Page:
(A) Changes in the putative structure of Msp2 variants produced during in vivo infection of ticks and cattle. The percentages represent the predominance of the structure in all the variants found either in experimentally infected ticks or cattle. Numbers in the parenthesis indicate the number of variants presenting the structure divided by the total number of variants analyzed in that specific system. (B) Predicted structure of the hypervariable region of Msp2 that predominates during infection of tick cell lines. (C) Predicted structure of the hypervariable region of Msp2 that predominates during infection of mammalian cell lines. Symbols representing protein structure and the confidence value attributed to the accuracy of the predicted structure are explained in the legend box.
Similarly, analysis of variants generated in vivo detected structures that were more commonly expressed in either ticks or cattle. We identified a β-strand at the sequence KISAVFSA that was more common in blood variants (75%) than in tick variants (56%), and sequence SKKVCKG was found in 58% of the blood variants but in only 37% of tick variants (Figure 6A). The sequence KELAYDTAR, generating a small helix in the HVR was present in 81% of tick variants compared to 54% of the bovine blood variants. Similarly, 43% of tick variants contained the helix sequence STSGVA that appeared in only 29% of the variants from cattle (Figure 6A). An alignment of the aa sequences of the HVR in the predominant variants from cell cultures and bovine blood (Figure 3, this study) revealed additional conservative and non-conservative aa changes elsewhere (Figure 3). However, these were not predicted to cause modifications in the putative structure of the variants.
Relative expression of msp2
In order to determine whether the qualitative changes in msp2 expression were accompanied by quantitative changes, we determined levels of expression of all msp2 transcripts in two tick cell lines and one mammalian cell line (Figure 7). Data reveal greatest transcriptional activity of msp2 in A. marginale VA growing in ISE6 tick cells, and least in RF/6A rhesus cells, while msp2 transcription was intermediate in DAE100T cells from D. andersoni ticks. msp2 expression during growth of A. marginale VA in ISE6 cells, when normalized against 16 s yielded a fold change of ∼6 over expression in DAE100T cells (P(H1) = 0.602), whereas when normalized against rpoB, fold change less pronounced. msp2 transcript abundance in ISE6 was about twice that in RF/6A cells, while the difference between DAE100T and RF/6A was negligible (P(H1) = 0.181) (Figure 7). Differences in the roles (and therefore the stability and turnover) of 16 s rRNA which serves a structural role in the ribosome, and of mRNA for rpoB, likely are responsible for the seeming differences in msp2 expression when each is used as a normalizer for that gene. The statistical significance of the analysis was affected by the variation between samples, possibly due to the use of asynchronous cultures.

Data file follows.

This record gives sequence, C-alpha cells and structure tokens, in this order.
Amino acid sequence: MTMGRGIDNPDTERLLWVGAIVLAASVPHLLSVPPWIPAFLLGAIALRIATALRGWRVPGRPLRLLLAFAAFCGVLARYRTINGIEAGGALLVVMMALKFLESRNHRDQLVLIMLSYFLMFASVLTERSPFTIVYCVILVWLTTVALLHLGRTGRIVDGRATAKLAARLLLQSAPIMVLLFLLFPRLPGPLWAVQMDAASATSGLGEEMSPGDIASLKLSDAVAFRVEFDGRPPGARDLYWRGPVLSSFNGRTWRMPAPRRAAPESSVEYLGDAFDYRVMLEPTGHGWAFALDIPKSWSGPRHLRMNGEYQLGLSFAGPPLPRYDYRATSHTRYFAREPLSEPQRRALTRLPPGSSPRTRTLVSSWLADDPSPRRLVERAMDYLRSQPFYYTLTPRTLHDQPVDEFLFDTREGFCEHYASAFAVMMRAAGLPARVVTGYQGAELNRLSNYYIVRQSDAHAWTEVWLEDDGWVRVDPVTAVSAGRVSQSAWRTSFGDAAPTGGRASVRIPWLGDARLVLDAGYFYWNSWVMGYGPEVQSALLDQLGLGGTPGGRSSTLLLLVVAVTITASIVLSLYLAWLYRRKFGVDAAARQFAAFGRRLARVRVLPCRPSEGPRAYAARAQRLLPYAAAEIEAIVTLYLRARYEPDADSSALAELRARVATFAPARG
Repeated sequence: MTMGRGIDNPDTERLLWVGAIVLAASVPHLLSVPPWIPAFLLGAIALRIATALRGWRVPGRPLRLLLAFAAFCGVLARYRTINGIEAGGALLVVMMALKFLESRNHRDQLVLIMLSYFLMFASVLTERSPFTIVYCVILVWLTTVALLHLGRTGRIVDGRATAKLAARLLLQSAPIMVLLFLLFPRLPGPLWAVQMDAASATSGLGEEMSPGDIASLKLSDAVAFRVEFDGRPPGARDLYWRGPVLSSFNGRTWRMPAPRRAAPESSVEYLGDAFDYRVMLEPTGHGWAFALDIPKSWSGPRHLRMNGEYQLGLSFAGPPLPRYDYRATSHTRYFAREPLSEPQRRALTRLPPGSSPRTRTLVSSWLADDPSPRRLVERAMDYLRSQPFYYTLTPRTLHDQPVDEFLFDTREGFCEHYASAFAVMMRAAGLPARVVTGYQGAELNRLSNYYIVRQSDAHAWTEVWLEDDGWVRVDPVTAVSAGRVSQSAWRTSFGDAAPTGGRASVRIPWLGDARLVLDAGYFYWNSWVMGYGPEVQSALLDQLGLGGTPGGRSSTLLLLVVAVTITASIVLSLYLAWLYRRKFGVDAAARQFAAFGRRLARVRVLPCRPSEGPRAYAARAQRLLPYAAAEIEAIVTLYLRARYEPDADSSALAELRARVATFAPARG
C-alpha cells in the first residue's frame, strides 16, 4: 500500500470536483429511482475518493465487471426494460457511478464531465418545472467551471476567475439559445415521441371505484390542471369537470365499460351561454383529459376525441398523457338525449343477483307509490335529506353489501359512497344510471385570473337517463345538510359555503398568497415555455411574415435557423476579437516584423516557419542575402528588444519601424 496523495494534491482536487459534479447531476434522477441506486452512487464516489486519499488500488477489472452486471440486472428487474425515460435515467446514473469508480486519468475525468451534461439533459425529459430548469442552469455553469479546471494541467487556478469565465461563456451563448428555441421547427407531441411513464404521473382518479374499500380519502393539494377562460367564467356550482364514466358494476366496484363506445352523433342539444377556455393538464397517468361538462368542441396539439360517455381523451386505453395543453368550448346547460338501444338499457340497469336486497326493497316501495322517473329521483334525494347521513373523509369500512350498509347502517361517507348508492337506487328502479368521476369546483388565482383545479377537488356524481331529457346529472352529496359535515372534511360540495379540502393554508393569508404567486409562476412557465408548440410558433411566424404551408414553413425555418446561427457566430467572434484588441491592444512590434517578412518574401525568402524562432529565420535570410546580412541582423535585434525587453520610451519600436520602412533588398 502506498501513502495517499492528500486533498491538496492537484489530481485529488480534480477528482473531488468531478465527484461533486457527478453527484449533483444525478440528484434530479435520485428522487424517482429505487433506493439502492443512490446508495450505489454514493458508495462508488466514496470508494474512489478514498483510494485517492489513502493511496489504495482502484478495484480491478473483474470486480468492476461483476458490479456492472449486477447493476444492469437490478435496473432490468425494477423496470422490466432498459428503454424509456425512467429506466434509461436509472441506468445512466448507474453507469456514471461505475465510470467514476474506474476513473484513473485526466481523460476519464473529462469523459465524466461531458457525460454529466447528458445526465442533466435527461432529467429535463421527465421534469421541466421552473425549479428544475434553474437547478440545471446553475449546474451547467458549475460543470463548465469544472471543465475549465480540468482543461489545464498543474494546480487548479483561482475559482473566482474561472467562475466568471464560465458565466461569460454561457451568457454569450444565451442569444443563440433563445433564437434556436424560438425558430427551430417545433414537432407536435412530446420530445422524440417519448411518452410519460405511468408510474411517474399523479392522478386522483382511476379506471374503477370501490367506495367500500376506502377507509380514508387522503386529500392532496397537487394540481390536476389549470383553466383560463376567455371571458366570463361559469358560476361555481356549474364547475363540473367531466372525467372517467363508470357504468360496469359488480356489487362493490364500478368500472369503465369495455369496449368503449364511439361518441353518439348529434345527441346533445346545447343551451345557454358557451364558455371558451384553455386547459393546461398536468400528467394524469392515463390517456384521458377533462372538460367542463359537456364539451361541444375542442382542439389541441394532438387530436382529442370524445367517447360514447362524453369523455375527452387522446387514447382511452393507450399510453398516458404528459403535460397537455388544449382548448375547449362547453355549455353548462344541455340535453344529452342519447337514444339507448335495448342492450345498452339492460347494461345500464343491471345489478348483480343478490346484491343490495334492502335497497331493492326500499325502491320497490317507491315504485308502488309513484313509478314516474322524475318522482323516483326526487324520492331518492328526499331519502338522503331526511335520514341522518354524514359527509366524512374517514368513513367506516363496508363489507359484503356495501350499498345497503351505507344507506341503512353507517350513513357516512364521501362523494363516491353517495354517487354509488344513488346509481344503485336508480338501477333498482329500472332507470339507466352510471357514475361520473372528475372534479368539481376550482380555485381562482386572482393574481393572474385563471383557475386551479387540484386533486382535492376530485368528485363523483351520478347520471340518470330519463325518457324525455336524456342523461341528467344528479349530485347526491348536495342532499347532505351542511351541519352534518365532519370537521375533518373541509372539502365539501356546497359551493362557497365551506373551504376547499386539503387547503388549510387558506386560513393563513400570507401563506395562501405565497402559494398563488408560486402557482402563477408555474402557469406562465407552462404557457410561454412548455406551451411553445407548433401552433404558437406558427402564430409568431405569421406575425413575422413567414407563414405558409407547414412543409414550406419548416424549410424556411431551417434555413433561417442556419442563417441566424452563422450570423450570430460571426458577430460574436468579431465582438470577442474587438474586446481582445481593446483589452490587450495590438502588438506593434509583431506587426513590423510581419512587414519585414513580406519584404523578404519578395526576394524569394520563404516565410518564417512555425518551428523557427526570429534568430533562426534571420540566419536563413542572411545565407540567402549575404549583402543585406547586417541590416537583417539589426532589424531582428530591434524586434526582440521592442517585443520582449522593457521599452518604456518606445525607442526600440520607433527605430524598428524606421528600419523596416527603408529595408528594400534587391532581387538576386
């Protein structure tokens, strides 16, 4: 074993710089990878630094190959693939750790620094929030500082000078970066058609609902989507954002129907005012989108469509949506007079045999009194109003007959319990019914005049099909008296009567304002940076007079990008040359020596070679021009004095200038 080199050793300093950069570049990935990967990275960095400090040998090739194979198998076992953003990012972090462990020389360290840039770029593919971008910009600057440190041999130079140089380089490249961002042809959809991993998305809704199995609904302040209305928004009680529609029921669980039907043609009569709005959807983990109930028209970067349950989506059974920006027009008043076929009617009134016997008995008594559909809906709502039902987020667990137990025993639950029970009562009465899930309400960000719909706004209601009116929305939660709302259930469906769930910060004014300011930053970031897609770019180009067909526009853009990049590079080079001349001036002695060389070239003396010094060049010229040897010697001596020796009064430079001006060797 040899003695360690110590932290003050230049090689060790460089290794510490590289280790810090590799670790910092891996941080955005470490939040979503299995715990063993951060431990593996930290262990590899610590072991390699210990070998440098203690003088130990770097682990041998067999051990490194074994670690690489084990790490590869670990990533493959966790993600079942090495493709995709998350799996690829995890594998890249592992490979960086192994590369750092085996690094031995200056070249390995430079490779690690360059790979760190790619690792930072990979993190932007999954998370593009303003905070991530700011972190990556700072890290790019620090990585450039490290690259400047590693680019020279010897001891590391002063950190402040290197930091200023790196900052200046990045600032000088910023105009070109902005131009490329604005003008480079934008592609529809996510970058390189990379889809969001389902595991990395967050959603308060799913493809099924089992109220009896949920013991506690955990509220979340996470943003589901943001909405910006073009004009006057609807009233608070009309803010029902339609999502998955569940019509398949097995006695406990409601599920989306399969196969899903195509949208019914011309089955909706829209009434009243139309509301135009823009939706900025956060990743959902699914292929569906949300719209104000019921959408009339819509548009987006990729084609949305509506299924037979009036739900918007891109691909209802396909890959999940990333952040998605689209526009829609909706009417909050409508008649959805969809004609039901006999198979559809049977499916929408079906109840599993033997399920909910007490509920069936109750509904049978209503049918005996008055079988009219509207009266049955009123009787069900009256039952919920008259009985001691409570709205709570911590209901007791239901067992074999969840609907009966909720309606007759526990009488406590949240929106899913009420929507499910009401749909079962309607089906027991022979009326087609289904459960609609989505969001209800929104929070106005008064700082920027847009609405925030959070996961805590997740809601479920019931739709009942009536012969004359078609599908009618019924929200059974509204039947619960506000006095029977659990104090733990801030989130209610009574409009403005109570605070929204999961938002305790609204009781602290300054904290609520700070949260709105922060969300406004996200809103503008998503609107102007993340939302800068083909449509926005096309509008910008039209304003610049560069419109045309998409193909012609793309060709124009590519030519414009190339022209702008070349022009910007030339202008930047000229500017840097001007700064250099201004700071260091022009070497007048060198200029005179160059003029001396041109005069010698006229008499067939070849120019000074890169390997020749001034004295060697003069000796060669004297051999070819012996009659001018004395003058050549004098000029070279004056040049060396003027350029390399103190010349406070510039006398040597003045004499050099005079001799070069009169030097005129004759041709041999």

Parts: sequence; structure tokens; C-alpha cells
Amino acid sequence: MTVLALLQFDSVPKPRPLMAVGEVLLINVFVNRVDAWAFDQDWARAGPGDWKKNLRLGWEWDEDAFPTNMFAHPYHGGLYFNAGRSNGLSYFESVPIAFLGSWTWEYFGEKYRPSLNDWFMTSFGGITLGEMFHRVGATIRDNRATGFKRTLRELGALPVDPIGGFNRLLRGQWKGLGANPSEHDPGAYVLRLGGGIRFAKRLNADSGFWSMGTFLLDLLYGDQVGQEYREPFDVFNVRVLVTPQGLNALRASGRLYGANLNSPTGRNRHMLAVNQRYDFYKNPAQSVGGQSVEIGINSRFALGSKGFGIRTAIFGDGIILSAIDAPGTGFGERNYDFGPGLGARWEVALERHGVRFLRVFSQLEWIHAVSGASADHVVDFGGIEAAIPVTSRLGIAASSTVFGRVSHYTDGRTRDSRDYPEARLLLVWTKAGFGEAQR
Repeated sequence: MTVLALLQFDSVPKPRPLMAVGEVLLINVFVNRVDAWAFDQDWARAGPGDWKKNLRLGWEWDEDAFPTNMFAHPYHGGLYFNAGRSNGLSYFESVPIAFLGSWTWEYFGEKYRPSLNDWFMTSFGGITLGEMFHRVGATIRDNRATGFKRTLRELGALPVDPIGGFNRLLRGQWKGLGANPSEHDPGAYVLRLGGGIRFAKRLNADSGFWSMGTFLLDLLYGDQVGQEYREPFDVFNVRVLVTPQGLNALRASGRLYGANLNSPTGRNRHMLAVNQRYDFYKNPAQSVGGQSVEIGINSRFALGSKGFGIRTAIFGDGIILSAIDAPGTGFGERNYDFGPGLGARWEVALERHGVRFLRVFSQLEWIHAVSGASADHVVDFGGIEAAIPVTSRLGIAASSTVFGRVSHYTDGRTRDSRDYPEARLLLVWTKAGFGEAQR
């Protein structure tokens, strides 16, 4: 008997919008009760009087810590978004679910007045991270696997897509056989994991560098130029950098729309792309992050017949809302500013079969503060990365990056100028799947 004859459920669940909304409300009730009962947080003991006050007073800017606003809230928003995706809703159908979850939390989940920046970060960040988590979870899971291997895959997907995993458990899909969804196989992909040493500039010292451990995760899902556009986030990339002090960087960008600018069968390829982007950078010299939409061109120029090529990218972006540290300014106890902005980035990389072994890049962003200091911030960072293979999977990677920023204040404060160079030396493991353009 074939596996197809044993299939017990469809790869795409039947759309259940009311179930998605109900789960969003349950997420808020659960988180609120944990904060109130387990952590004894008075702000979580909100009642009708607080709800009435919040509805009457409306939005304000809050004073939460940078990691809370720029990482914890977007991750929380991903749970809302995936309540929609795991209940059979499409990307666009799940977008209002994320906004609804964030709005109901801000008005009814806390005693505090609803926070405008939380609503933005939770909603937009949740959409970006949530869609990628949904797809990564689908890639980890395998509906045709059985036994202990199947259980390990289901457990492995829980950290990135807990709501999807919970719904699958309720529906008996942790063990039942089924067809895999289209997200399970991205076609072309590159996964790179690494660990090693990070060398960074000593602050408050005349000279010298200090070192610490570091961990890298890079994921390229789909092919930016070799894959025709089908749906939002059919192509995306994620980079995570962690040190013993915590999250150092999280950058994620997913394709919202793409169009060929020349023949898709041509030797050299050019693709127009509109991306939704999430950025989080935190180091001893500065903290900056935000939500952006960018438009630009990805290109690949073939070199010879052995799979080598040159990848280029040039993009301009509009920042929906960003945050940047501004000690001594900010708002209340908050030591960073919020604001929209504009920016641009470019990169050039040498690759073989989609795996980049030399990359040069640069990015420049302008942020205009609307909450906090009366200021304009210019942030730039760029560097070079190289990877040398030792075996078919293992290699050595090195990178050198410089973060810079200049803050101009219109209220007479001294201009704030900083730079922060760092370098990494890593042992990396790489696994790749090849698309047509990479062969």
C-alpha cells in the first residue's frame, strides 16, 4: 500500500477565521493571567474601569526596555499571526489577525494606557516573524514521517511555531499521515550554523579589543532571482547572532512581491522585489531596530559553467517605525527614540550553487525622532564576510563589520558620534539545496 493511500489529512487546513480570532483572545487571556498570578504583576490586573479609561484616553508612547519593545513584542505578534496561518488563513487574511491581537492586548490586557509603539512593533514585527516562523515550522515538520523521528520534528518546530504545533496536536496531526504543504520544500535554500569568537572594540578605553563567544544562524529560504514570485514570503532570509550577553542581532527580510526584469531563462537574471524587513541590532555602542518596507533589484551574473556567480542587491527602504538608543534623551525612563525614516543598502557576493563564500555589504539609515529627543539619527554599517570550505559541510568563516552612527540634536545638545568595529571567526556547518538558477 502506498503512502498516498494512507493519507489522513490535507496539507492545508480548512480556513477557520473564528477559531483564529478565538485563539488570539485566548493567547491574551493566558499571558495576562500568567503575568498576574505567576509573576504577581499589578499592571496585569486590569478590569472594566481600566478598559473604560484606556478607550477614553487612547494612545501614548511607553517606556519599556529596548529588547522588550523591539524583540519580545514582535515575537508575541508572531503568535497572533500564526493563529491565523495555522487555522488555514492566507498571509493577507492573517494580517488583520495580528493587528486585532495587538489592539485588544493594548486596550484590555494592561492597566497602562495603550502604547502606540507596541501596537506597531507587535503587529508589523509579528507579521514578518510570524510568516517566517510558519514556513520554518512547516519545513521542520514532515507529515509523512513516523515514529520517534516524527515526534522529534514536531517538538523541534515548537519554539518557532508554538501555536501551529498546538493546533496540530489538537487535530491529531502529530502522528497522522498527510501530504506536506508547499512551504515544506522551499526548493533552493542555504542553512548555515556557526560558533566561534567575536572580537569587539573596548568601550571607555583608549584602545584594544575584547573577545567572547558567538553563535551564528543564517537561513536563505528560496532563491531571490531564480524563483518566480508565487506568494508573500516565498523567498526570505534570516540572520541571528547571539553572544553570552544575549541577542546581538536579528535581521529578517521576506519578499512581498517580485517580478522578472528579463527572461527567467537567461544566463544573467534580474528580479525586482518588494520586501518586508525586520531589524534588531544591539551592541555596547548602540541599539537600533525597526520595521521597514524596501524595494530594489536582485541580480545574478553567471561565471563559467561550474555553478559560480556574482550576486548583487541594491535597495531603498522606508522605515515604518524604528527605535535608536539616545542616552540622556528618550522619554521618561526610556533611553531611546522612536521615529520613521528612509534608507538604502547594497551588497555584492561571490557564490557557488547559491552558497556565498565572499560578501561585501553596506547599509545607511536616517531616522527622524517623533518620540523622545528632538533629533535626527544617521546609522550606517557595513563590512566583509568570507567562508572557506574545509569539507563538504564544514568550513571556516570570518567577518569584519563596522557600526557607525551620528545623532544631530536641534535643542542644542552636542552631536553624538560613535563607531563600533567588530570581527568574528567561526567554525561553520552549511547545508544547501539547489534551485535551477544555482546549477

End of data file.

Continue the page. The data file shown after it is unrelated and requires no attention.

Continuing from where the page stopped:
Bar length represents the fold change in expression of msp2 during A. marginale VA infection of ISE6 vs DAE100T, ISE6 vs RF/6A, DAE100T vs RF/6A, using rpoB (bars in blue) and 16s rRNA (bars in red) as normalizers. Relative expression was calculated using the comparative Ct method (2−ΔΔCt) . Bars represent the fold values calculated with the mean Ct values.
In this study, we took advantage of the great diversity of cell lines that support replication of A. marginale VA in order to examine the propensity of this pathogen to undergo variation of a major surface protein, Msp2, in response to changing host cell environments , –. We utilized the original culture isolate of A. marginale VA  because it grows in a wide range of tick cell lines derived from natural and experimental vectors , . In addition, A. marginale VA readily infects and grows in at least two mammalian cell lines as well as in primary cultures of bovine vascular endothelial cells , . We studied the expression of Msp2 variants of A. marginale VA in order to understand the molecular mechanisms that underlie antigenic variation in this organism during its residence in tick and mammalian host cells. We demonstrated generation of predominant Msp2 variants that differed in amino acid sequences in populations growing in specific cell environments. Populations growing in tick cells presented predominantly V1, a sequence that does not correspond to a donor allele, demonstrating that the tick-adapted variant has not been retained in the donor allele repertoire. The populations growing in endothelial cells presented predominantly V2. In an independent study, an A. marginale VA variant identical to V2 also predominated in RF/6A cells as well as in bovine testicular vein endothelial cell cultures , further evidence that this variant was not randomly generated in our endothelial cell cultures.